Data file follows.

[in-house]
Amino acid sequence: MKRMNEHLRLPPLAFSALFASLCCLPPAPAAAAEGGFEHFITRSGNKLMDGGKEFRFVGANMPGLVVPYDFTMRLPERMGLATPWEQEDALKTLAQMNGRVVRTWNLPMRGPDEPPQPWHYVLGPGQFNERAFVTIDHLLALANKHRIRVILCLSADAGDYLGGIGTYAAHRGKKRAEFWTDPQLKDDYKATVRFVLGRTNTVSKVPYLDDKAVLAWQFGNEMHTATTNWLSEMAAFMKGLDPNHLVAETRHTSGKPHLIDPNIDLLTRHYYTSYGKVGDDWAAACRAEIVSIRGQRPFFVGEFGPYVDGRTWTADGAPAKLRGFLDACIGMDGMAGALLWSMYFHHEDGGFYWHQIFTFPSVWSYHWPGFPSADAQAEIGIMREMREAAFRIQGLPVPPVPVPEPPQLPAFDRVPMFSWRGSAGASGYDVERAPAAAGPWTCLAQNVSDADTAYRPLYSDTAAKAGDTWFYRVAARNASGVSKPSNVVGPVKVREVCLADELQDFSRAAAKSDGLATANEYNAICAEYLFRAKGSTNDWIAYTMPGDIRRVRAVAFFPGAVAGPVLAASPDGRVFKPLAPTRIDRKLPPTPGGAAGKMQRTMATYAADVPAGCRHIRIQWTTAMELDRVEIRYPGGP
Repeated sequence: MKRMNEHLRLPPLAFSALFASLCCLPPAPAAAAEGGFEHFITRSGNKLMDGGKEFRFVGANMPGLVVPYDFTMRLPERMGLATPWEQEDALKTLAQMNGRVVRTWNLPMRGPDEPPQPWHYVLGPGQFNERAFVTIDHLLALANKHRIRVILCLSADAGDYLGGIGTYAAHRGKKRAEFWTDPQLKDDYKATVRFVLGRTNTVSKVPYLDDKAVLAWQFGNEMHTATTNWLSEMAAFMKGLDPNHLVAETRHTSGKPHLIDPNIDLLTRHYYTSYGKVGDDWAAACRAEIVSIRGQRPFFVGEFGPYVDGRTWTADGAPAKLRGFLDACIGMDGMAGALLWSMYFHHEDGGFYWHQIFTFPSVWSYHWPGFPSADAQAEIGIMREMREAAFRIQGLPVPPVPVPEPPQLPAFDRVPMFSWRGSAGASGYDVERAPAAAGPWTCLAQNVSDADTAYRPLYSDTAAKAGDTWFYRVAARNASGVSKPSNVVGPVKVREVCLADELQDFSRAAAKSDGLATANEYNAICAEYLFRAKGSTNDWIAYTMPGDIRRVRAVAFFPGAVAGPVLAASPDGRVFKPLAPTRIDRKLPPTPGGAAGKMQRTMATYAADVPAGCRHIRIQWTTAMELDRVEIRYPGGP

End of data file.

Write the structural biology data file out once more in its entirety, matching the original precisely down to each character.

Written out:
[in-house]
Amino acid sequence: MKRMNEHLRLPPLAFSALFASLCCLPPAPAAAAEGGFEHFITRSGNKLMDGGKEFRFVGANMPGLVVPYDFTMRLPERMGLATPWEQEDALKTLAQMNGRVVRTWNLPMRGPDEPPQPWHYVLGPGQFNERAFVTIDHLLALANKHRIRVILCLSADAGDYLGGIGTYAAHRGKKRAEFWTDPQLKDDYKATVRFVLGRTNTVSKVPYLDDKAVLAWQFGNEMHTATTNWLSEMAAFMKGLDPNHLVAETRHTSGKPHLIDPNIDLLTRHYYTSYGKVGDDWAAACRAEIVSIRGQRPFFVGEFGPYVDGRTWTADGAPAKLRGFLDACIGMDGMAGALLWSMYFHHEDGGFYWHQIFTFPSVWSYHWPGFPSADAQAEIGIMREMREAAFRIQGLPVPPVPVPEPPQLPAFDRVPMFSWRGSAGASGYDVERAPAAAGPWTCLAQNVSDADTAYRPLYSDTAAKAGDTWFYRVAARNASGVSKPSNVVGPVKVREVCLADELQDFSRAAAKSDGLATANEYNAICAEYLFRAKGSTNDWIAYTMPGDIRRVRAVAFFPGAVAGPVLAASPDGRVFKPLAPTRIDRKLPPTPGGAAGKMQRTMATYAADVPAGCRHIRIQWTTAMELDRVEIRYPGGP
Repeated sequence: MKRMNEHLRLPPLAFSALFASLCCLPPAPAAAAEGGFEHFITRSGNKLMDGGKEFRFVGANMPGLVVPYDFTMRLPERMGLATPWEQEDALKTLAQMNGRVVRTWNLPMRGPDEPPQPWHYVLGPGQFNERAFVTIDHLLALANKHRIRVILCLSADAGDYLGGIGTYAAHRGKKRAEFWTDPQLKDDYKATVRFVLGRTNTVSKVPYLDDKAVLAWQFGNEMHTATTNWLSEMAAFMKGLDPNHLVAETRHTSGKPHLIDPNIDLLTRHYYTSYGKVGDDWAAACRAEIVSIRGQRPFFVGEFGPYVDGRTWTADGAPAKLRGFLDACIGMDGMAGALLWSMYFHHEDGGFYWHQIFTFPSVWSYHWPGFPSADAQAEIGIMREMREAAFRIQGLPVPPVPVPEPPQLPAFDRVPMFSWRGSAGASGYDVERAPAAAGPWTCLAQNVSDADTAYRPLYSDTAAKAGDTWFYRVAARNASGVSKPSNVVGPVKVREVCLADELQDFSRAAAKSDGLATANEYNAICAEYLFRAKGSTNDWIAYTMPGDIRRVRAVAFFPGAVAGPVLAASPDGRVFKPLAPTRIDRKLPPTPGGAAGKMQRTMATYAADVPAGCRHIRIQWTTAMELDRVEIRYPGGP